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To the pure all things are pure.
What art thou Freedom? Oh, could slaves
Answer from their living graves
This demand, tyrants would flee
Like a dim dream's imagery!
Thou art Justice--ne'er for gold
May thy righteous laws be sold,
As laws are in England: thou
Shield'st alike high and low.
Thou art Peace--never by thee
Would blood and treasure wasted be
As tyrants wasted them when all
Leagued to quench thy flame in Gaul!
Thou art love: the rich have kist
Thy feet and like him following Christ
Given their substance to be free
And through the world have followed thee.
What is Love? It is that powerful attraction towards all that we conceive, or fear, or hope beyond ourselves.
When the power of imparting joy is equal to the will, the human soul requires no other heaven.
Where musing Solitude might love to lift her soul above this sphere of earthliness.
Life, like a dome of many-coloured glass,
Stains the white radiance of eternity.
- Adonais (LII) [Eternity]
Lost Echo sits amid the voiceless mountains,
And feeds her grief.
- Adonais (st. 15) [Echo]
Winter is come and gone,
But grief returns with the revolving year.
- Adonais (st. 18) [Grief]
Kiss me, so long but as a kiss my live;
And in my heartless breast and burning brain
That word, that kiss shall all thoughts else survive,
With food of saddest memory kept alive.
- Adonais (st. 26) [Kisses]
The Pilgrim of Eternity, whose fame
Over his living head like Heaven is bent,
An early but enduring monument,
Came, veiling all the lightnings of his song
- Adonais (XXX) [Eternity]
Twilight, ascending slowly from the east,
Entwined in duskier wreaths her braided locks
O'er the fair front and radiant eyes of day;
Night followed, clad with stars.
- Alastor [Twilight]
The lone couch of his everlasting sleep.
- Alastor (l. 57) [Graves]
The warm sun is failing, the bleak wind is wailing,
The bare boughs are sighing, the pale flowers are dying;
And the year
On the earth her deathbed, in a shroud of leaves dead,
Come months, come away,
From November to May,
In your saddest array;
Follow the bier
Of the dead cold year,
And like dim shadows watch by her sepulchre.
- Autumn--A Dirge [Autumn]
There is a snake in thy smile, my dear,
And bitter poison within thy tear.
- Beatrice Cenci [Smiles]
First our pleasures die--and then
Our hopes, and then our fears--and when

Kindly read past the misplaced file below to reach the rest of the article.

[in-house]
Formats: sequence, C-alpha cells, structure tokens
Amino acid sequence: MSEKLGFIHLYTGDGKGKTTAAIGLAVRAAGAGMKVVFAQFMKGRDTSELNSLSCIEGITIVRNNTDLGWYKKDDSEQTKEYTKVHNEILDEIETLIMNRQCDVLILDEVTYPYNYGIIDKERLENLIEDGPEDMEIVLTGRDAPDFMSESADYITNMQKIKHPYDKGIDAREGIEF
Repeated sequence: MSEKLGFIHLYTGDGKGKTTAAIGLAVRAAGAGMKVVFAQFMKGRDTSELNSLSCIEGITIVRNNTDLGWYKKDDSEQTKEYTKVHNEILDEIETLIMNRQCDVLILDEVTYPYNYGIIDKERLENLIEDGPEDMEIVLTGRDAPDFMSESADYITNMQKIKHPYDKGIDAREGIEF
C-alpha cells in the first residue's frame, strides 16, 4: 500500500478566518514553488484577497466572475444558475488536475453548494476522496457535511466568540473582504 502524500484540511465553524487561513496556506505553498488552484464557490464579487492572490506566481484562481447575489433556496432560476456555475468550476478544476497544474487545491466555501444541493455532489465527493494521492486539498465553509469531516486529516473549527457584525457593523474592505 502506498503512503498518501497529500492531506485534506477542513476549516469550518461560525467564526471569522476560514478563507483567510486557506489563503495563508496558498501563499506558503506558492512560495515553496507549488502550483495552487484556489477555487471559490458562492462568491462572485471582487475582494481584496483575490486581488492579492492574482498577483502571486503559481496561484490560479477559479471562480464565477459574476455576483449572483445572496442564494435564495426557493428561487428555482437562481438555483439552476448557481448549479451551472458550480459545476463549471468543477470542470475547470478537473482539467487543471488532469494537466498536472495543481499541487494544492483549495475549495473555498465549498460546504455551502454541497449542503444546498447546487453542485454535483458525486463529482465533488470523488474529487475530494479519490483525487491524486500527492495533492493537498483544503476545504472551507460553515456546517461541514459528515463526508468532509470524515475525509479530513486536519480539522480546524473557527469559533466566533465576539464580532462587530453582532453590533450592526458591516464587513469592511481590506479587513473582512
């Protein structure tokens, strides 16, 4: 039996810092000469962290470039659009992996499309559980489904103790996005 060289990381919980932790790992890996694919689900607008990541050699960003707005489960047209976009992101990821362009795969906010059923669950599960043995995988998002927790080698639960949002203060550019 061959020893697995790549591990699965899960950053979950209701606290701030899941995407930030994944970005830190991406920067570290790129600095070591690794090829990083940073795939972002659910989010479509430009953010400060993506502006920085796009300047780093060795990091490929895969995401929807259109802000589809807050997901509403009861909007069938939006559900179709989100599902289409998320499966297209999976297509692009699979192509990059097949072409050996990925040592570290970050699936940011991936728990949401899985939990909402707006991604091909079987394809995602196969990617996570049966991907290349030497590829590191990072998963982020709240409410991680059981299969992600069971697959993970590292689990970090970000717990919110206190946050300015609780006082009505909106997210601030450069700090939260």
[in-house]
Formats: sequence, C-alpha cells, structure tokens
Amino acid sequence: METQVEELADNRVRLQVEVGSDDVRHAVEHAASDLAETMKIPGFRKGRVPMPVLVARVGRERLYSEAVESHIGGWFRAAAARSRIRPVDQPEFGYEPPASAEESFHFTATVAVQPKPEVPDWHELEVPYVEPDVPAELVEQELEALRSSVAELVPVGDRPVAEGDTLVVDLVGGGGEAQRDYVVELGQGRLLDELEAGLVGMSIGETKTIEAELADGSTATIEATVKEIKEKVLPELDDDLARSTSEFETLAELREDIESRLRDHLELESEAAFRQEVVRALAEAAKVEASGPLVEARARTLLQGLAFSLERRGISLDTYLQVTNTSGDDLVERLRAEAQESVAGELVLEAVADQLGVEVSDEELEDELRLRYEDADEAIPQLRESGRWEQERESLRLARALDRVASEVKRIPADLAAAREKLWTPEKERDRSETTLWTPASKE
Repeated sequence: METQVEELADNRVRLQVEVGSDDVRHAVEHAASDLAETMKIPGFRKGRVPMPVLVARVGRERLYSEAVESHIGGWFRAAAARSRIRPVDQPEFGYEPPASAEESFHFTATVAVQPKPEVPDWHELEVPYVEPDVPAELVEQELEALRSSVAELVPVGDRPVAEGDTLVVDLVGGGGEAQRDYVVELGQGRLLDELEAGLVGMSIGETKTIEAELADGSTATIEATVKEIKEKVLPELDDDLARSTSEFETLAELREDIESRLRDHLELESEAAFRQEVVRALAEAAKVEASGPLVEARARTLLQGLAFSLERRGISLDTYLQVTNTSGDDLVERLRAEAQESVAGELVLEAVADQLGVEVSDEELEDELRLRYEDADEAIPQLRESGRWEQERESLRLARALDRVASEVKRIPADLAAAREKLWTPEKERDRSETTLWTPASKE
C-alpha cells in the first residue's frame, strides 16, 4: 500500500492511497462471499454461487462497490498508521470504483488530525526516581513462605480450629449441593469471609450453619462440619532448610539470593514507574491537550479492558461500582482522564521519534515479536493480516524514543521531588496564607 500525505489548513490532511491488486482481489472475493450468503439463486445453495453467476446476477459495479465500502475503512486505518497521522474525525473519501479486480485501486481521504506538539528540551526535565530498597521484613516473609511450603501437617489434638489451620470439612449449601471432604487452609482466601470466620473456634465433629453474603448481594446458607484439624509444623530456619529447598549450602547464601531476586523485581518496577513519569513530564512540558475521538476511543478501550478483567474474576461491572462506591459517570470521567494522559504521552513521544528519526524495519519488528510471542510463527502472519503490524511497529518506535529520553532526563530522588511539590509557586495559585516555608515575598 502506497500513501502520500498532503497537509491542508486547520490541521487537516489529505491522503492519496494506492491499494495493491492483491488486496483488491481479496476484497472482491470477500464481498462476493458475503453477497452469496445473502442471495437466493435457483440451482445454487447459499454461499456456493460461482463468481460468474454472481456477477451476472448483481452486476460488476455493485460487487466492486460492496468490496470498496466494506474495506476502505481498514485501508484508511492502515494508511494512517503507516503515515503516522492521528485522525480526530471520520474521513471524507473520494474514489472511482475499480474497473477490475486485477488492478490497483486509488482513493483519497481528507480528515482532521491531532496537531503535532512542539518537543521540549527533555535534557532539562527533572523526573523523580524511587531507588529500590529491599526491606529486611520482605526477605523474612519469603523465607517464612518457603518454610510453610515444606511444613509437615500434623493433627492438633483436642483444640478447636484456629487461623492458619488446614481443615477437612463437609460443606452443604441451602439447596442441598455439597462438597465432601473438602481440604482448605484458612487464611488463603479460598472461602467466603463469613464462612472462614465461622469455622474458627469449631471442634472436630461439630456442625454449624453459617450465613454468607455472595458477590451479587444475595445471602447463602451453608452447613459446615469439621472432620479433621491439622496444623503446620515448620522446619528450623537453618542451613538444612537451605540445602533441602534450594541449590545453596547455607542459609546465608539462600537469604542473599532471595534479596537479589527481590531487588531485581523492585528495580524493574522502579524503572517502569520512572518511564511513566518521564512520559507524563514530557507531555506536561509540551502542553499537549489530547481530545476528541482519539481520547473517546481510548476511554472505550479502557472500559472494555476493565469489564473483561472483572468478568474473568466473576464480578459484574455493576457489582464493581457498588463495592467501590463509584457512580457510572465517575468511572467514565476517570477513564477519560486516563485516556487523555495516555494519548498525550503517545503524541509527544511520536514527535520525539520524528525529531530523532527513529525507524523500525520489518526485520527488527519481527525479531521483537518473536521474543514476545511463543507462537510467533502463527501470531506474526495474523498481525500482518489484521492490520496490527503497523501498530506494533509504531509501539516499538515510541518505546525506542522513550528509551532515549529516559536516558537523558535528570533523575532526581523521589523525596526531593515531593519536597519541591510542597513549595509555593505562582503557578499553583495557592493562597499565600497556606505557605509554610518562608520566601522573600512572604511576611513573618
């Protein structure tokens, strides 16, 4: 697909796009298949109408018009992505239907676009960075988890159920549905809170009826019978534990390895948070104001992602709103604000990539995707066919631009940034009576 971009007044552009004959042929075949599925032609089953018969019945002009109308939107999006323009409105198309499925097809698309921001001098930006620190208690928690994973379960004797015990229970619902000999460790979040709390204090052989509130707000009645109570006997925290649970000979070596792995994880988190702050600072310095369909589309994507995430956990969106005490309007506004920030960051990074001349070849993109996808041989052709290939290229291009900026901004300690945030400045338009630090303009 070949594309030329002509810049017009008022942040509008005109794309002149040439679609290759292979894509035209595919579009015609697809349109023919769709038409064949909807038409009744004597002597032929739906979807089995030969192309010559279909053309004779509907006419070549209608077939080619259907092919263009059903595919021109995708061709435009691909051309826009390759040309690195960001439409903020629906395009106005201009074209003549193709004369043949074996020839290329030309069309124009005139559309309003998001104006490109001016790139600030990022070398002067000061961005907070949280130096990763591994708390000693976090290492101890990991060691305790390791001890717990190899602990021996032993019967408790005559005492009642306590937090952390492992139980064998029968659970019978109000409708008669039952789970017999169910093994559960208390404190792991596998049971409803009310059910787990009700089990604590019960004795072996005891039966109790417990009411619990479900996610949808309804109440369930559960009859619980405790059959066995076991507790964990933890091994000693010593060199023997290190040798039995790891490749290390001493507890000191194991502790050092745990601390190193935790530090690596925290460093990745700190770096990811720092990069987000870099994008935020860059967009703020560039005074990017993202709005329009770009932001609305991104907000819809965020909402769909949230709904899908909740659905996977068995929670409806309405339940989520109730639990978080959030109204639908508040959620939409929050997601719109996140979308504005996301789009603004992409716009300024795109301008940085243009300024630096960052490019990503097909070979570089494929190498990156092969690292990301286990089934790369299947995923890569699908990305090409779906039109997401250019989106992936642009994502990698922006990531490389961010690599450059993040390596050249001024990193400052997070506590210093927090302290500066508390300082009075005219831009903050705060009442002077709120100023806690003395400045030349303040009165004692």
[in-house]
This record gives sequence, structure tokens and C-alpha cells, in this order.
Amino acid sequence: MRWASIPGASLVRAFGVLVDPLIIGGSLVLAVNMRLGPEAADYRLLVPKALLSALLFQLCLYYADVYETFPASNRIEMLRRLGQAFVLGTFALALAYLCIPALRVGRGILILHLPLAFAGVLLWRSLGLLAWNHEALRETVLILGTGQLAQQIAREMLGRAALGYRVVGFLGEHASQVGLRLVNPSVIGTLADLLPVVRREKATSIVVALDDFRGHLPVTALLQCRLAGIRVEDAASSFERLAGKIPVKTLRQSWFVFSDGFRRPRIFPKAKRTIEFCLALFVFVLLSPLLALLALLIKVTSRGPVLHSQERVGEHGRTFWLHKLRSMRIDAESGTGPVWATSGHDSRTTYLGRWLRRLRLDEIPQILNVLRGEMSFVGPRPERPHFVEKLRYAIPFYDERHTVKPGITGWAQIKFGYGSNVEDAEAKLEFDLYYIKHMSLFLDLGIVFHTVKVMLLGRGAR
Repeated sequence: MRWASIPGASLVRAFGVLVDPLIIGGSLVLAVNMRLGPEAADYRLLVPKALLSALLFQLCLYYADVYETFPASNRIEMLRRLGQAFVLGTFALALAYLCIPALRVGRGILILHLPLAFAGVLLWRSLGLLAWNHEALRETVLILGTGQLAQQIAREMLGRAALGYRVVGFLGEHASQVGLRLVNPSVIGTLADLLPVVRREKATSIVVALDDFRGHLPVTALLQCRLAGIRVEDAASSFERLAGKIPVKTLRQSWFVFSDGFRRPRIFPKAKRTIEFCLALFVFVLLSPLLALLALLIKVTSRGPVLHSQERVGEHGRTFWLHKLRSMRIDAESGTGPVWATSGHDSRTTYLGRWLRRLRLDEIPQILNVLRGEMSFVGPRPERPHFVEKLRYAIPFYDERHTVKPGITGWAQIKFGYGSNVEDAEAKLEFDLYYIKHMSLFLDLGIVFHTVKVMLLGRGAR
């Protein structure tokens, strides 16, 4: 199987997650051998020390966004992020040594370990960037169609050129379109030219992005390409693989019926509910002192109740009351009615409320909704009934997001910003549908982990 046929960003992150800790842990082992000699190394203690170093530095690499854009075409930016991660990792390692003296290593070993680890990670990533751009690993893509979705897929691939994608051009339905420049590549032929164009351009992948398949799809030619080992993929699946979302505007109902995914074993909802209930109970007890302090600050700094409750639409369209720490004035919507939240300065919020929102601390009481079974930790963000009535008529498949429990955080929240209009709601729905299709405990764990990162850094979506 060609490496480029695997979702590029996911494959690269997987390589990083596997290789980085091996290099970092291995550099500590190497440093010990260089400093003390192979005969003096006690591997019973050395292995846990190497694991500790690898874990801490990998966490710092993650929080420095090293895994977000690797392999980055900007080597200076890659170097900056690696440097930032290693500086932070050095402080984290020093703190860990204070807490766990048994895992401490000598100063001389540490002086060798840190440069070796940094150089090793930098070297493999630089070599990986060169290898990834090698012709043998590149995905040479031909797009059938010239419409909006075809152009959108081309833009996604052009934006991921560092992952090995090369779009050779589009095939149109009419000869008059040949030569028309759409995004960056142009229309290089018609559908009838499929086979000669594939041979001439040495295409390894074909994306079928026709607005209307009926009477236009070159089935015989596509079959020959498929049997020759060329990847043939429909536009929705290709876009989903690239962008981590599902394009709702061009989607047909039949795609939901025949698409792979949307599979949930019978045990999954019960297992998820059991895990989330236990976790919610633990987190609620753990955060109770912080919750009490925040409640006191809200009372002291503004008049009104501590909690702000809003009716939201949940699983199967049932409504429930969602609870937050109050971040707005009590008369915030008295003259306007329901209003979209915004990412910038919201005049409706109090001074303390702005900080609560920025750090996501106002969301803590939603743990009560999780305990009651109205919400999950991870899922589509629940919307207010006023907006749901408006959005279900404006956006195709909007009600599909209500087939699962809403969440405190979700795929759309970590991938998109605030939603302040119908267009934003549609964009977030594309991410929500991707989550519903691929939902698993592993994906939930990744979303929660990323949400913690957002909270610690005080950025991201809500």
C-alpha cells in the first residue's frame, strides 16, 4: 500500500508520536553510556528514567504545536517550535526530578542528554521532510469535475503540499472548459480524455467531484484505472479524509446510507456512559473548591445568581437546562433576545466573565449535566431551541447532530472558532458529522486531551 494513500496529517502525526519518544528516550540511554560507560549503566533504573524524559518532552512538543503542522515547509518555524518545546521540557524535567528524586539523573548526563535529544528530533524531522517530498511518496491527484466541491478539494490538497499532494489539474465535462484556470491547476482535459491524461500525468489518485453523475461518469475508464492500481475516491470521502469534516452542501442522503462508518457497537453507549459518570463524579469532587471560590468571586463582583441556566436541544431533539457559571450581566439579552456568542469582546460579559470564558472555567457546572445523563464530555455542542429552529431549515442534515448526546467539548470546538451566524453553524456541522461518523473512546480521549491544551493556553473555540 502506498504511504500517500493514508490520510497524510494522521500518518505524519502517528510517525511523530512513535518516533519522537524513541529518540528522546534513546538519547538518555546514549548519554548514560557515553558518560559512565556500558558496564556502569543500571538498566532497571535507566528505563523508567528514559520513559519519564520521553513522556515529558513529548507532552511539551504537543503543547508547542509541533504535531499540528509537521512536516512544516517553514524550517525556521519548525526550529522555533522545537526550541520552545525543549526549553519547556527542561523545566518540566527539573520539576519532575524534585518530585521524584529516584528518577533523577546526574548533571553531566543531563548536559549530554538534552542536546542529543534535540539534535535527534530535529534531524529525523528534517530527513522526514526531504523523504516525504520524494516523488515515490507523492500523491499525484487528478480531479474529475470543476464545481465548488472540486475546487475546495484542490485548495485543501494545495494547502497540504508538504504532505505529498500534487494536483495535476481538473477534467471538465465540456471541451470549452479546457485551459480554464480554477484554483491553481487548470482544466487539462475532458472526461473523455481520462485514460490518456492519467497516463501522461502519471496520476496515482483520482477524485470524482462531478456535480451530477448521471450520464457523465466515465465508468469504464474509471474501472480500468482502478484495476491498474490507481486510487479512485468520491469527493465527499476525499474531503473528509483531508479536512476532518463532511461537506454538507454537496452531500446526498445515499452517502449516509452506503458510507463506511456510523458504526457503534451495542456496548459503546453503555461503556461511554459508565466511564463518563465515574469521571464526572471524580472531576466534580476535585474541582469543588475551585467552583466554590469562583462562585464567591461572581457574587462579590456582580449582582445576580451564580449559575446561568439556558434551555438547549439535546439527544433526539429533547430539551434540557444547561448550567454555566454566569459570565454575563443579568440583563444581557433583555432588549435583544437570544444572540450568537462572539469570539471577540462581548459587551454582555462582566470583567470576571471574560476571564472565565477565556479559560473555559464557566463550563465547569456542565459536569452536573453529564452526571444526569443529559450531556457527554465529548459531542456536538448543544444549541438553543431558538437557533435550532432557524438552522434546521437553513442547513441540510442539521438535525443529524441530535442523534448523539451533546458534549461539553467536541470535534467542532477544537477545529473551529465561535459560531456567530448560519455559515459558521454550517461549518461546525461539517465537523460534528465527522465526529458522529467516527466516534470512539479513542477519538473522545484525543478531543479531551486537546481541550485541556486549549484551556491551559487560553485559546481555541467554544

These are dead, the debt is due,
Dust claims dust--and we die too.
- Death [Death]
In the firm expectation that when London shall be a habitation of bitterns, when St. Paul and Westminster Abbey shall stand shapeless and nameless ruins in the midst of an unpeopled marsh, when the piers of Waterloo Bridge shall become the nuclei of islets of reeds and osiers, and cast the jagged shadows of their broken arches on the solitary stream, some Transatlantic commentator will be weighing in the scales of some new and now unimagined system of criticism the respective merits of the Bells and the Fudges and their historians.
- Dedication to Peter Bell the Third [Ruin]
January grey is here,
Like a sexton by her grave;
February bears the bier,
March with grief doth howl and rave,
And April weeps--but, O ye hours!
Follow with May's fairest flowers.
- Dirge for the Year (st. 4) [Seasons]
So is Hope
Changed for Despair--one laid upon the shelf,
We take the other. Under heaven's high cope
Fortune is god--all you endure and do
Depends on circumstance as much as you.
- Epigrams--From the Greek [Fortune]
Sleep, the fresh dew of languid love, the rain
Whose drops quench kisses till they burn again.
- Epipsychidion (l. 571) [Sleep]
These are two friends whose lives were undivided:
So let their memory be, now they have glided
Under the grave; let not their bones be parted,
For their two hearts in life were single-hearted.
- Epitaph [Epitaphs]
The babe is at peace with the womb,
The corpse is at rest within the tomb.
We begin in what we end.
- Fragments [Death]
Reviewers, with some rare exceptions, are a most stupid and malignant race. As a bankrupt thief turns thief-taker in
despair, so an unsuccessful author turns critic.
- Fragments of Adonais [Criticism]
Silence! Oh, well are Death and Sleep and Thou
Three brethren named, the guardians gloomy-winged,
Of one abyss, where life and truth and joy
Are swallowed up.
- Fragments--Silence [Silence]
The moon of Mahomet
Arose, and it shall set:
While, blazoned as on heaven's immortal noon,
The cross leads generations on.
- Hellas (l. 237) [Religion]
Love's Pestilence, and her slow dogs of war.
- Hellas (l. 321) [Love]
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